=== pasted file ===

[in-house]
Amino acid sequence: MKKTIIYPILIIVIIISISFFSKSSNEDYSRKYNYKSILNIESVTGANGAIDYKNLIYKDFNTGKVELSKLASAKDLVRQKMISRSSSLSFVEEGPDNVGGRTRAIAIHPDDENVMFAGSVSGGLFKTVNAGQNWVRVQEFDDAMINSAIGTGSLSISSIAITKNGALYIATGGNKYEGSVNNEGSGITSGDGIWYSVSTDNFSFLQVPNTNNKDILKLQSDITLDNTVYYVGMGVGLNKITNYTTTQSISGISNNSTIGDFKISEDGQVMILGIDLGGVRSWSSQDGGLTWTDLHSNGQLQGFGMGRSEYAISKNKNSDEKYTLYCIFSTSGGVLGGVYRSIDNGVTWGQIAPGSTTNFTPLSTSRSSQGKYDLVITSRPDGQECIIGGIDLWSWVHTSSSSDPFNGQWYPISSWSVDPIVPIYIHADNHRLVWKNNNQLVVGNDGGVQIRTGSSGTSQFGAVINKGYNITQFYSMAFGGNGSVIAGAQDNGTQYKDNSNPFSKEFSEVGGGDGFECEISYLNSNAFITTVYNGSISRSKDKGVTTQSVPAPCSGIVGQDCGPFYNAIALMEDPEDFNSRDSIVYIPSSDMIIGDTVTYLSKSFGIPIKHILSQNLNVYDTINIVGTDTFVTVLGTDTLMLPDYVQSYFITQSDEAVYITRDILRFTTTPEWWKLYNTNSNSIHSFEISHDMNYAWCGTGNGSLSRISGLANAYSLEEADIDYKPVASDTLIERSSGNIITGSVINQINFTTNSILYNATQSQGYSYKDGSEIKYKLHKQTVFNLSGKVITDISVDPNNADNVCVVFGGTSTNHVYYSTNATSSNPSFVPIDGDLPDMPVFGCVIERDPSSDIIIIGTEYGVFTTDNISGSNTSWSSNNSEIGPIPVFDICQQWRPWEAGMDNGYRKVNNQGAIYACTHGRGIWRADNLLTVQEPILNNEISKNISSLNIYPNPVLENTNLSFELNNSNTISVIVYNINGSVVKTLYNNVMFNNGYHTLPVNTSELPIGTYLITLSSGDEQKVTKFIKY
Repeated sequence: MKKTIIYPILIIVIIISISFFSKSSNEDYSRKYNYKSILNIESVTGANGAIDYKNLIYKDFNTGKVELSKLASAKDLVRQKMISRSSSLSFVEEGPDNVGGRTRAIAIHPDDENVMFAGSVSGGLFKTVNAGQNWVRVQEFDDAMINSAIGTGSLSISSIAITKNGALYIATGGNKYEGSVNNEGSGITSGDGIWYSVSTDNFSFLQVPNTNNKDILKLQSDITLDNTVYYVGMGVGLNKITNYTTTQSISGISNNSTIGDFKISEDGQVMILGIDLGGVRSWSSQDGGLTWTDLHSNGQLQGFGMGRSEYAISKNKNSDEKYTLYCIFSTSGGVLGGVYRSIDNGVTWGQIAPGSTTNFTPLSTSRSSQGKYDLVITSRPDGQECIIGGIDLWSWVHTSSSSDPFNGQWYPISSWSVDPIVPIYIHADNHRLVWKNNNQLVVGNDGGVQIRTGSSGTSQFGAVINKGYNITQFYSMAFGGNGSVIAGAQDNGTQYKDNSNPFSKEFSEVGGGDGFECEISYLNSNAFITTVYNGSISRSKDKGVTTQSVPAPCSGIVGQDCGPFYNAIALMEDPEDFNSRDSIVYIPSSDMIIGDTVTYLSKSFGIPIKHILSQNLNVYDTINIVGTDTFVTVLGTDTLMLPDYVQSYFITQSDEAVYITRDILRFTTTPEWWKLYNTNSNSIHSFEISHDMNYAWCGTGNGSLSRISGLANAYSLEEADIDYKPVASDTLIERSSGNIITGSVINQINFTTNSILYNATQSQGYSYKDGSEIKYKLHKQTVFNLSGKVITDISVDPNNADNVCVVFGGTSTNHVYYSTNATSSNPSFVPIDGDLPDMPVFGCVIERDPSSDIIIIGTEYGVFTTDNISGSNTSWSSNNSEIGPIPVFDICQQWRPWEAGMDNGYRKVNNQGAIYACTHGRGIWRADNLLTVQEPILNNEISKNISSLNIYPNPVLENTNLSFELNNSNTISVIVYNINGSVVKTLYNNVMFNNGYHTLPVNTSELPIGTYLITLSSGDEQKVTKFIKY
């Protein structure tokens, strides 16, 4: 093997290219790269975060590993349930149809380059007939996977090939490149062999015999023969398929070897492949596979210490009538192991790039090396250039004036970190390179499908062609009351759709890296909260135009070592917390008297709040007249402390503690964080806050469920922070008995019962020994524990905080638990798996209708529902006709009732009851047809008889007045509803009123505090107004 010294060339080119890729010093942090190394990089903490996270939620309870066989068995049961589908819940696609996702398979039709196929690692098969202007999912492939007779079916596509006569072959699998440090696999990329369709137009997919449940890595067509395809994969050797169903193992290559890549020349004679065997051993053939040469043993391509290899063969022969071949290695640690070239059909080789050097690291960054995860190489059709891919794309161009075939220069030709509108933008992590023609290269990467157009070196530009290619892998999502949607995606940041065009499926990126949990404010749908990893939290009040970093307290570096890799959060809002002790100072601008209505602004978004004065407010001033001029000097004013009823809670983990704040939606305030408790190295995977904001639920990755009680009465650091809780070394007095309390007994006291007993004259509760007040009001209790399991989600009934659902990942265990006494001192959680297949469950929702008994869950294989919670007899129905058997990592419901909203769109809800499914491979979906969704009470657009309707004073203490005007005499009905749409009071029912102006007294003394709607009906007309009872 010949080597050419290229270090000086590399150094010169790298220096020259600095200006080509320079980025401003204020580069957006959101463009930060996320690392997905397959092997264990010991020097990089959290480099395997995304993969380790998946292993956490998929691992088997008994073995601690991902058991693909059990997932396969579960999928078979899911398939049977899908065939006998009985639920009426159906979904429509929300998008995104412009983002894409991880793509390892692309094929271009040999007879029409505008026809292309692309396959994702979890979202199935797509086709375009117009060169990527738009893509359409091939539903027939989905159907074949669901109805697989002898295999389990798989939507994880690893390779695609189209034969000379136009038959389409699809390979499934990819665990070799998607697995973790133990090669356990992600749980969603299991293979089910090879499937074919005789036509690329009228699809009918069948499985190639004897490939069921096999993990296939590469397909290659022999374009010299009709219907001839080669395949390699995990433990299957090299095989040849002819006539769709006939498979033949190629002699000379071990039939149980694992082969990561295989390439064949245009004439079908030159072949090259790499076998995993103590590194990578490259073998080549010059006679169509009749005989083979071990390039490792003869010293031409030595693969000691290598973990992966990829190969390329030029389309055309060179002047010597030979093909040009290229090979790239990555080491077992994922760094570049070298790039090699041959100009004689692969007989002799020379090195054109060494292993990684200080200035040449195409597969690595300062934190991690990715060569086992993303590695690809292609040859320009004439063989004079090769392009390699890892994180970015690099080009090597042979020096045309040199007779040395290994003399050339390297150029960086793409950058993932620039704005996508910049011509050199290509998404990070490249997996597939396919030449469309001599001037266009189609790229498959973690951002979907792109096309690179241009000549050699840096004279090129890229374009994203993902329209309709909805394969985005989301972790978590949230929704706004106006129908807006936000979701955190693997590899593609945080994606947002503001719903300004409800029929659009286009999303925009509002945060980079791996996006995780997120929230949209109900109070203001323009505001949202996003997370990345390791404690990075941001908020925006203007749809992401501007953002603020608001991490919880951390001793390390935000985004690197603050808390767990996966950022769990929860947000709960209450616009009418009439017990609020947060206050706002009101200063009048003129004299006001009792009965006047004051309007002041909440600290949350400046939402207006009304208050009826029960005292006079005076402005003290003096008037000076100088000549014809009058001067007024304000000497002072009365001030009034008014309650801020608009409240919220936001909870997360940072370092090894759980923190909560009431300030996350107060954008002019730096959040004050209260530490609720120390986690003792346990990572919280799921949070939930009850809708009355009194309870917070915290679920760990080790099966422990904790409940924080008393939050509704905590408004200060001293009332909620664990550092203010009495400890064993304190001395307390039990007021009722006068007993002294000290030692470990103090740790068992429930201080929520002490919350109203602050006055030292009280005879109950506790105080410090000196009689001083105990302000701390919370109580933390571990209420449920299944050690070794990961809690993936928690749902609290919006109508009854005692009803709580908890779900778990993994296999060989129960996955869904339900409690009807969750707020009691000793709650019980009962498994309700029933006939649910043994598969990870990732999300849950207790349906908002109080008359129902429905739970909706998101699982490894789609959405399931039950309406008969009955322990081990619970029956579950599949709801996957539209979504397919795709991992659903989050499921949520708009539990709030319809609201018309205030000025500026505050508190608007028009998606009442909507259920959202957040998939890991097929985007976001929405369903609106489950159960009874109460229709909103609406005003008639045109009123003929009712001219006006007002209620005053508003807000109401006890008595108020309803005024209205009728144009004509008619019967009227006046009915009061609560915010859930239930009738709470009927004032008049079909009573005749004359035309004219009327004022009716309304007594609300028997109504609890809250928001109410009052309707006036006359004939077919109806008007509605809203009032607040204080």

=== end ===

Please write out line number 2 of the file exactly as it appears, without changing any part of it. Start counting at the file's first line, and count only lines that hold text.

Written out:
Amino acid sequence: MKKTIIYPILIIVIIISISFFSKSSNEDYSRKYNYKSILNIESVTGANGAIDYKNLIYKDFNTGKVELSKLASAKDLVRQKMISRSSSLSFVEEGPDNVGGRTRAIAIHPDDENVMFAGSVSGGLFKTVNAGQNWVRVQEFDDAMINSAIGTGSLSISSIAITKNGALYIATGGNKYEGSVNNEGSGITSGDGIWYSVSTDNFSFLQVPNTNNKDILKLQSDITLDNTVYYVGMGVGLNKITNYTTTQSISGISNNSTIGDFKISEDGQVMILGIDLGGVRSWSSQDGGLTWTDLHSNGQLQGFGMGRSEYAISKNKNSDEKYTLYCIFSTSGGVLGGVYRSIDNGVTWGQIAPGSTTNFTPLSTSRSSQGKYDLVITSRPDGQECIIGGIDLWSWVHTSSSSDPFNGQWYPISSWSVDPIVPIYIHADNHRLVWKNNNQLVVGNDGGVQIRTGSSGTSQFGAVINKGYNITQFYSMAFGGNGSVIAGAQDNGTQYKDNSNPFSKEFSEVGGGDGFECEISYLNSNAFITTVYNGSISRSKDKGVTTQSVPAPCSGIVGQDCGPFYNAIALMEDPEDFNSRDSIVYIPSSDMIIGDTVTYLSKSFGIPIKHILSQNLNVYDTINIVGTDTFVTVLGTDTLMLPDYVQSYFITQSDEAVYITRDILRFTTTPEWWKLYNTNSNSIHSFEISHDMNYAWCGTGNGSLSRISGLANAYSLEEADIDYKPVASDTLIERSSGNIITGSVINQINFTTNSILYNATQSQGYSYKDGSEIKYKLHKQTVFNLSGKVITDISVDPNNADNVCVVFGGTSTNHVYYSTNATSSNPSFVPIDGDLPDMPVFGCVIERDPSSDIIIIGTEYGVFTTDNISGSNTSWSSNNSEIGPIPVFDICQQWRPWEAGMDNGYRKVNNQGAIYACTHGRGIWRADNLLTVQEPILNNEISKNISSLNIYPNPVLENTNLSFELNNSNTISVIVYNINGSVVKTLYNNVMFNNGYHTLPVNTSELPIGTYLITLSSGDEQKVTKFIKY